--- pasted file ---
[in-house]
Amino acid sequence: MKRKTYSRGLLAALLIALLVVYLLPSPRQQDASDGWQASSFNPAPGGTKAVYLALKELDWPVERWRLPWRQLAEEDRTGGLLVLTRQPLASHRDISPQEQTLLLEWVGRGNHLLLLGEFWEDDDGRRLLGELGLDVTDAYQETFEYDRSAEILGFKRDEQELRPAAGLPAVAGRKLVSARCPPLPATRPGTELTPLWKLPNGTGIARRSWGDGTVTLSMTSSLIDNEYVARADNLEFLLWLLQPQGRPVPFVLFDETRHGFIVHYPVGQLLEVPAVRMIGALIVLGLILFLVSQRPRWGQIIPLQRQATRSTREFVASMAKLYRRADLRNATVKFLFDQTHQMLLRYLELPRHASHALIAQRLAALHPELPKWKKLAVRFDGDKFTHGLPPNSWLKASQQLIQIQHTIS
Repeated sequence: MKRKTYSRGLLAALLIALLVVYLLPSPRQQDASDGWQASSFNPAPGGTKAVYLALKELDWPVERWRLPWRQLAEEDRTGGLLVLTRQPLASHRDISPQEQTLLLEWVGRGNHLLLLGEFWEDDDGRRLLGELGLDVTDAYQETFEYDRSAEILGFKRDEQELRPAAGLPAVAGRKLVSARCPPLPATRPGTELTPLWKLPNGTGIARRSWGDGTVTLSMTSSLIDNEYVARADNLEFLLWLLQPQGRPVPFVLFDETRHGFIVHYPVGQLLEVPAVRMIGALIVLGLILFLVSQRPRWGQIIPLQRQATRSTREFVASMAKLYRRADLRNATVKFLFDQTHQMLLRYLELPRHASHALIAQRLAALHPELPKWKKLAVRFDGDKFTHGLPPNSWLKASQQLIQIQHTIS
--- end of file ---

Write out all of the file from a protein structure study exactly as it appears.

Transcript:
[in-house]
Amino acid sequence: MKRKTYSRGLLAALLIALLVVYLLPSPRQQDASDGWQASSFNPAPGGTKAVYLALKELDWPVERWRLPWRQLAEEDRTGGLLVLTRQPLASHRDISPQEQTLLLEWVGRGNHLLLLGEFWEDDDGRRLLGELGLDVTDAYQETFEYDRSAEILGFKRDEQELRPAAGLPAVAGRKLVSARCPPLPATRPGTELTPLWKLPNGTGIARRSWGDGTVTLSMTSSLIDNEYVARADNLEFLLWLLQPQGRPVPFVLFDETRHGFIVHYPVGQLLEVPAVRMIGALIVLGLILFLVSQRPRWGQIIPLQRQATRSTREFVASMAKLYRRADLRNATVKFLFDQTHQMLLRYLELPRHASHALIAQRLAALHPELPKWKKLAVRFDGDKFTHGLPPNSWLKASQQLIQIQHTIS
Repeated sequence: MKRKTYSRGLLAALLIALLVVYLLPSPRQQDASDGWQASSFNPAPGGTKAVYLALKELDWPVERWRLPWRQLAEEDRTGGLLVLTRQPLASHRDISPQEQTLLLEWVGRGNHLLLLGEFWEDDDGRRLLGELGLDVTDAYQETFEYDRSAEILGFKRDEQELRPAAGLPAVAGRKLVSARCPPLPATRPGTELTPLWKLPNGTGIARRSWGDGTVTLSMTSSLIDNEYVARADNLEFLLWLLQPQGRPVPFVLFDETRHGFIVHYPVGQLLEVPAVRMIGALIVLGLILFLVSQRPRWGQIIPLQRQATRSTREFVASMAKLYRRADLRNATVKFLFDQTHQMLLRYLELPRHASHALIAQRLAALHPELPKWKKLAVRFDGDKFTHGLPPNSWLKASQQLIQIQHTIS